But supposing they had not come? The next requirement was to to to the Provincial Office or the local Chief. This I was not going to do but all the same it got me thinking, who is my chief? Heck, who is my District Officer? Who is my District Commissioner?
My earliest memory of a Chief is back in the village when at a young age, Mum gave me a small piece of land to grow veggies for the family and food for my rabbits. Nearby there was this huge tree that was dwarfing my weeds and I saw no reason why it could not be cut down. I mentioned that to Mum and she said we would have to get permission from the village Chief. True nobody was allowed to cut indigenous trees without permission from the authorities. Chiefs were a respected lot although I could swear their high standing in society came second to that of teachers. But in this case Mum was just joking and that was her way of putting the matter to rest.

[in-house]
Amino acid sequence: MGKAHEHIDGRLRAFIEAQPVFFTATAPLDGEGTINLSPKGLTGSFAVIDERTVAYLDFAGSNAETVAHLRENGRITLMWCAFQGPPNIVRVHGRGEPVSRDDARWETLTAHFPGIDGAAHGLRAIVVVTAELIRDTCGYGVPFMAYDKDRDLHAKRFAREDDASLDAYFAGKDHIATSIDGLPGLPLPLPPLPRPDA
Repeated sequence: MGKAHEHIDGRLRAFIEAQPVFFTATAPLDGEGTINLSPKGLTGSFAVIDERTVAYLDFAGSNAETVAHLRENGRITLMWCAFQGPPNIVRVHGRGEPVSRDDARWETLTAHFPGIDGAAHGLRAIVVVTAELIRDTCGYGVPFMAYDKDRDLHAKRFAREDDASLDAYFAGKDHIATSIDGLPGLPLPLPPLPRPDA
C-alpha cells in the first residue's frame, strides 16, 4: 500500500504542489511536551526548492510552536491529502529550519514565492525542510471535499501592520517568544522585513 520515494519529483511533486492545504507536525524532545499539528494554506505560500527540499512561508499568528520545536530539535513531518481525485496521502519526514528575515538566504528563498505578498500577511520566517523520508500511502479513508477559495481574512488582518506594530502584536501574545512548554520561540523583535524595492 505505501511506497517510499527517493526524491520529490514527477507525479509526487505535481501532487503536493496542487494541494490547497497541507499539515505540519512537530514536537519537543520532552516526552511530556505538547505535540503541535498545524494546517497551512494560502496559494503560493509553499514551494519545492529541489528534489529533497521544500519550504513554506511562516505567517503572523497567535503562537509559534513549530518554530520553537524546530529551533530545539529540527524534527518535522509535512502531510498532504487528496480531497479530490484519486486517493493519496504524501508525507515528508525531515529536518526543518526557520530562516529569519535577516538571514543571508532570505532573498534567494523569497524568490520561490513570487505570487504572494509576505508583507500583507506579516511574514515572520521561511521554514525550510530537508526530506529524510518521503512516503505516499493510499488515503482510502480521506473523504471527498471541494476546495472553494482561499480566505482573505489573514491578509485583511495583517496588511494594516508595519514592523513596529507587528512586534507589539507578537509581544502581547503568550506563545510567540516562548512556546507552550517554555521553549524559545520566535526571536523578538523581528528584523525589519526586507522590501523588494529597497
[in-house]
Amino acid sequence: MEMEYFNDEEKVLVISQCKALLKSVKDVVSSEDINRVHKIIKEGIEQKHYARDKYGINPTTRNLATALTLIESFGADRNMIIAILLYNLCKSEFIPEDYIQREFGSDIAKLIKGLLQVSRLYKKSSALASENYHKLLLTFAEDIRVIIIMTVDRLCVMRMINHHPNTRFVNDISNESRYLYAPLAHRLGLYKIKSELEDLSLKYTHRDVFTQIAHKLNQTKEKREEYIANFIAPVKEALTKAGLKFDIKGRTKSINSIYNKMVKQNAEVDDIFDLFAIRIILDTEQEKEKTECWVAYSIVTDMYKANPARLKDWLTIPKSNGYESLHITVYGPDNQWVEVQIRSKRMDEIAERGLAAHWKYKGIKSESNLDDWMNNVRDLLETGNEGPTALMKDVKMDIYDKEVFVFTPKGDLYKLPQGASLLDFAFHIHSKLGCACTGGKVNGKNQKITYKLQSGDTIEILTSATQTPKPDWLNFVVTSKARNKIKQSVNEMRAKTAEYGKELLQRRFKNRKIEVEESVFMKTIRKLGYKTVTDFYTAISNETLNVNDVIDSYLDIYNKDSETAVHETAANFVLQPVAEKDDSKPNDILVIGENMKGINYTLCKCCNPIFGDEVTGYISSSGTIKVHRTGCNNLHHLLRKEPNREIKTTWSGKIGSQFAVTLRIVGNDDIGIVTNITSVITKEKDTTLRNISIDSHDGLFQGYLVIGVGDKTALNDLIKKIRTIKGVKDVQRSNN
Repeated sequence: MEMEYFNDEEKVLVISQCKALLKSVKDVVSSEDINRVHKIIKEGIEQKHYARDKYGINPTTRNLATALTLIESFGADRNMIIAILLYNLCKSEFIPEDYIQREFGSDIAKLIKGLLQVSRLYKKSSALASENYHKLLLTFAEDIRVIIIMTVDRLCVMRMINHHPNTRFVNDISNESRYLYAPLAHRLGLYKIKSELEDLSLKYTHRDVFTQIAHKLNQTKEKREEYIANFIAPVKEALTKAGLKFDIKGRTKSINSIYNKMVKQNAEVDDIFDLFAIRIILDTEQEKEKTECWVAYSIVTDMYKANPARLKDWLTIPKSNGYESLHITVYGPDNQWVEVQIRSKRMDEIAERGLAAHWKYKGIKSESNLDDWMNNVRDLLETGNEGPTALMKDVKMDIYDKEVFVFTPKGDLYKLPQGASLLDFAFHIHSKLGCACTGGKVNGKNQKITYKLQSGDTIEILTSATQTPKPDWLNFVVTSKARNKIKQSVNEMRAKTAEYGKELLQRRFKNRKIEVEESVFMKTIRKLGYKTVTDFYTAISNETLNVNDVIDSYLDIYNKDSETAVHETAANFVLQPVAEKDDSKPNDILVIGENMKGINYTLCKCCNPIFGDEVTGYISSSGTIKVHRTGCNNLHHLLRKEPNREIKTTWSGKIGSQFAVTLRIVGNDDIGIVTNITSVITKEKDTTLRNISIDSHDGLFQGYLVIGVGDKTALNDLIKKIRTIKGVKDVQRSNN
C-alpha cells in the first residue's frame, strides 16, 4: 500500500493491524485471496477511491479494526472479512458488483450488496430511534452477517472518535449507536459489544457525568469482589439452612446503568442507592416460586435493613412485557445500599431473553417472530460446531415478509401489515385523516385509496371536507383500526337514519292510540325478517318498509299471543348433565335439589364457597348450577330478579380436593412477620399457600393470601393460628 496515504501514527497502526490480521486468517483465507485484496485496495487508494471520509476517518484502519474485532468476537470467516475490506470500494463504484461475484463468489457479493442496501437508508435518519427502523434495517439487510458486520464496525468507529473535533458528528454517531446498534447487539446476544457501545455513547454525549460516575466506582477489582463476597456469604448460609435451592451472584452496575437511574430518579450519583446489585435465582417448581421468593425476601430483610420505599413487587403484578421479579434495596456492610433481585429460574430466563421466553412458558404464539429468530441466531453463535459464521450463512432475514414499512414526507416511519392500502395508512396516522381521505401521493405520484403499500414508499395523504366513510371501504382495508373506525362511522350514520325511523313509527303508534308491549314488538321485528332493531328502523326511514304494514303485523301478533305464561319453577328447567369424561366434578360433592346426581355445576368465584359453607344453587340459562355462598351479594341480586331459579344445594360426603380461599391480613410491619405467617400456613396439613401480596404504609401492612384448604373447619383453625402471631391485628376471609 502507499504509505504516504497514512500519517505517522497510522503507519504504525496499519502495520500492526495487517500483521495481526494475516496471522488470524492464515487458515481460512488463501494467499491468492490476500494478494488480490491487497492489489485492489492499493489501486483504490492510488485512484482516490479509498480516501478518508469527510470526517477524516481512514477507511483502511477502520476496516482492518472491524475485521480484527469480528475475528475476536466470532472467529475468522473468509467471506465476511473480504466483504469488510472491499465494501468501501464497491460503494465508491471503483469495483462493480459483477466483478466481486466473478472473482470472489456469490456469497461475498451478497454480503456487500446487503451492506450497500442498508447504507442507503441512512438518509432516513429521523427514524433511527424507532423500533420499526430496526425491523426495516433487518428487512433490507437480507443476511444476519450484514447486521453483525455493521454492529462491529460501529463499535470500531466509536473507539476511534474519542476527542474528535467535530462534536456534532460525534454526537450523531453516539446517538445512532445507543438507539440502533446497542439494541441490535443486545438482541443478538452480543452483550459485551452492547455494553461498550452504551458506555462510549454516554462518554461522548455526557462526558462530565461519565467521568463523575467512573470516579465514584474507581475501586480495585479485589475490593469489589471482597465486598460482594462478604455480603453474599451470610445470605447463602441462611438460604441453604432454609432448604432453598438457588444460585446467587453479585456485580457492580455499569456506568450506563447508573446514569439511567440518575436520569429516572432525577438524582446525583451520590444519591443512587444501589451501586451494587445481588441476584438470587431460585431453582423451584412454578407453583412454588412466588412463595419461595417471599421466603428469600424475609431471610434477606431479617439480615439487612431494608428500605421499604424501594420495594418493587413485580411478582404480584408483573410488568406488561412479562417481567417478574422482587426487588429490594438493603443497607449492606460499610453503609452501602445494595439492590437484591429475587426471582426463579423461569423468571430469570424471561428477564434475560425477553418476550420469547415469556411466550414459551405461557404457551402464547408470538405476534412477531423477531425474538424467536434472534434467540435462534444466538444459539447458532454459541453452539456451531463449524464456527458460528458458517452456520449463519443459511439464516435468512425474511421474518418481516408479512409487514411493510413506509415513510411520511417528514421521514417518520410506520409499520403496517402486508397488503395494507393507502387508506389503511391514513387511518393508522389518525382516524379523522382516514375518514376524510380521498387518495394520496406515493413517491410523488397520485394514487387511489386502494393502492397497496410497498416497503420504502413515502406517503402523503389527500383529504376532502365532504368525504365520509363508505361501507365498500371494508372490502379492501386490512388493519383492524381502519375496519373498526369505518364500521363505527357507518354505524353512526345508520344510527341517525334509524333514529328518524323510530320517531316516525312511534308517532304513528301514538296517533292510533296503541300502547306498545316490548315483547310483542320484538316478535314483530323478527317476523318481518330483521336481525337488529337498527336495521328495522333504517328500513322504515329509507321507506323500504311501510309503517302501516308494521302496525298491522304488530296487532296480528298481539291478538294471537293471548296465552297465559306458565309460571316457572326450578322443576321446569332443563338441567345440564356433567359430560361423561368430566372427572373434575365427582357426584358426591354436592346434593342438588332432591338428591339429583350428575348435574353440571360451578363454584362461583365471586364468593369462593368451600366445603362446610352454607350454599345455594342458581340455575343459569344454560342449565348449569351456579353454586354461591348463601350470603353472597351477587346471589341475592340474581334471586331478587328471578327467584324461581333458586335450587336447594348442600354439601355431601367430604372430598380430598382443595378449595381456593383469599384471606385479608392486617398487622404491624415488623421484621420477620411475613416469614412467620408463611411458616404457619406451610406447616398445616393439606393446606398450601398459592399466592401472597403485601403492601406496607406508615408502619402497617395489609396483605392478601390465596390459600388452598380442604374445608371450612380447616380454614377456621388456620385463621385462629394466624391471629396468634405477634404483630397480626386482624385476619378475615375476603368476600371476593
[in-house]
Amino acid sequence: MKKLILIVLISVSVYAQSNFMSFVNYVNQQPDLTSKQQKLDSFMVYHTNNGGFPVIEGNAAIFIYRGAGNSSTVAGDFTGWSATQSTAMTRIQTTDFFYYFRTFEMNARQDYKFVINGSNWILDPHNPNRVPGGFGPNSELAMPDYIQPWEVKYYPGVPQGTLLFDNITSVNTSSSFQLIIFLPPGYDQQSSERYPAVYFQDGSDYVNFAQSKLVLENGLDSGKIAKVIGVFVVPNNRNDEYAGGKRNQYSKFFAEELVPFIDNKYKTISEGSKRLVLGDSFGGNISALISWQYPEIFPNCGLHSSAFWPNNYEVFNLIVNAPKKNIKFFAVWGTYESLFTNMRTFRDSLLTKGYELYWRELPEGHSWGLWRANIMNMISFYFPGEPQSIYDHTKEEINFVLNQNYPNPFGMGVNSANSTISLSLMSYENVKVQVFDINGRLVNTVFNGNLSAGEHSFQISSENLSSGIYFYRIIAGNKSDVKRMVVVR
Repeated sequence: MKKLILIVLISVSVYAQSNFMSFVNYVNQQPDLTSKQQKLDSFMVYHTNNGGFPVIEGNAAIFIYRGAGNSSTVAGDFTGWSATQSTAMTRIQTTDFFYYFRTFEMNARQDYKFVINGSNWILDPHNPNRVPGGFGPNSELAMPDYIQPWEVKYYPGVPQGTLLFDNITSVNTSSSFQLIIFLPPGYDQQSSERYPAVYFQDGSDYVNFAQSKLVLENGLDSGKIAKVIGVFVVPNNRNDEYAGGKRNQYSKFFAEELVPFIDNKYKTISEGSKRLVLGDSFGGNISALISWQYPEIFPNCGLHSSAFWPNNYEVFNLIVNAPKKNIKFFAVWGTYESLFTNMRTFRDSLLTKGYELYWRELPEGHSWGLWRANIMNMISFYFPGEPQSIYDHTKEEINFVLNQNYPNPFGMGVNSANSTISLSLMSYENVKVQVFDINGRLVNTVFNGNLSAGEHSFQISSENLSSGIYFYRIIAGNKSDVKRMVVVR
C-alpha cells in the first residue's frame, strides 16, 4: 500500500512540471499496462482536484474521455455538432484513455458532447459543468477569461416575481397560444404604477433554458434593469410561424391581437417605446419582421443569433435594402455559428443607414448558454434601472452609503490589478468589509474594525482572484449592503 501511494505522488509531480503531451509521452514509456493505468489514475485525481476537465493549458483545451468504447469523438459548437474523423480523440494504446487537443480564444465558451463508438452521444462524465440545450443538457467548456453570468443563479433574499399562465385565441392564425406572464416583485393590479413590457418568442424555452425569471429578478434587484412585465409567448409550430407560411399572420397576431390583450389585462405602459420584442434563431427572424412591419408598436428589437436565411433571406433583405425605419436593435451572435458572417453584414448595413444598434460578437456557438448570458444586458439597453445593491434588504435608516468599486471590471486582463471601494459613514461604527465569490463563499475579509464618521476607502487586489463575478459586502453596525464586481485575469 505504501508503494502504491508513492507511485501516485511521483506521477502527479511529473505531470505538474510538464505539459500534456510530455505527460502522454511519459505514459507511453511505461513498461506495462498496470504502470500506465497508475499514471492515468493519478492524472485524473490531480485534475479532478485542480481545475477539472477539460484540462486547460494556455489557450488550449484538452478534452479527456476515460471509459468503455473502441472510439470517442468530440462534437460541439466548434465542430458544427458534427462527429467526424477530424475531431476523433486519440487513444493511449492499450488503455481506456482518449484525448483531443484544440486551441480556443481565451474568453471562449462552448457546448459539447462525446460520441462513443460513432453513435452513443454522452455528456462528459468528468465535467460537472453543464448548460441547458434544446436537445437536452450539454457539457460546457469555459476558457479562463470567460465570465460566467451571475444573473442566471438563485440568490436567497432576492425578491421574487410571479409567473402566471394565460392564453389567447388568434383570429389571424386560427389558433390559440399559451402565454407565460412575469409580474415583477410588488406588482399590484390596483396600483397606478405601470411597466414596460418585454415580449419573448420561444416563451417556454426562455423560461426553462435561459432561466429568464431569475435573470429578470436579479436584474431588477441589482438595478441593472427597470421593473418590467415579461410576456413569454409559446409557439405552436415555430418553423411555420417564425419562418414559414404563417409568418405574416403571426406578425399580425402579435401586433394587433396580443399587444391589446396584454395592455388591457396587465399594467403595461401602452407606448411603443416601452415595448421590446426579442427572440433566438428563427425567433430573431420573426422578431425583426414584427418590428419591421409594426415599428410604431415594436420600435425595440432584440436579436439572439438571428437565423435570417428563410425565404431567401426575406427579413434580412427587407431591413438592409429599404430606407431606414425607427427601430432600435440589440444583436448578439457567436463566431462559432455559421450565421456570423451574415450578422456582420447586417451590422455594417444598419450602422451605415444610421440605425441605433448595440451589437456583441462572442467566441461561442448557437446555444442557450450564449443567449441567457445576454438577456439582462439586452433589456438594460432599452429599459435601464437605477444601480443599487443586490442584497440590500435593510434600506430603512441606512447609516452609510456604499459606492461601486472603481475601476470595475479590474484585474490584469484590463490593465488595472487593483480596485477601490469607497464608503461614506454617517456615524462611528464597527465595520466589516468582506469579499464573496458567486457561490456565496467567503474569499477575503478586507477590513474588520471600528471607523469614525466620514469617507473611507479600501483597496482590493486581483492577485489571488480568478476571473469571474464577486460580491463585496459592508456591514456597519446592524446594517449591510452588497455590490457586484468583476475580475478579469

The issue was instantly forgotten until i came across said Chief and asked him if the big tree could be felled. He gently declined my request. I think he even laughed and I hated him for it at that time. But now I understand. It’s a Mugumo tree and it stands to date. Such is the beauty of innocence. Felling a Mugumo tree because it was overshadowing baby potatoes, spinach, peas and rabbit feed.
The next time I had any business with the Chief was when I was registering for my National ID. The then Chief has since retired, I’ve no clue who the current one is, his/her office, his/her area of jurisdiction and what he/she does exactly. Both home and in Mombasa where I spend most of my time. I guess I need to find out just to know.
So, who is your Chief?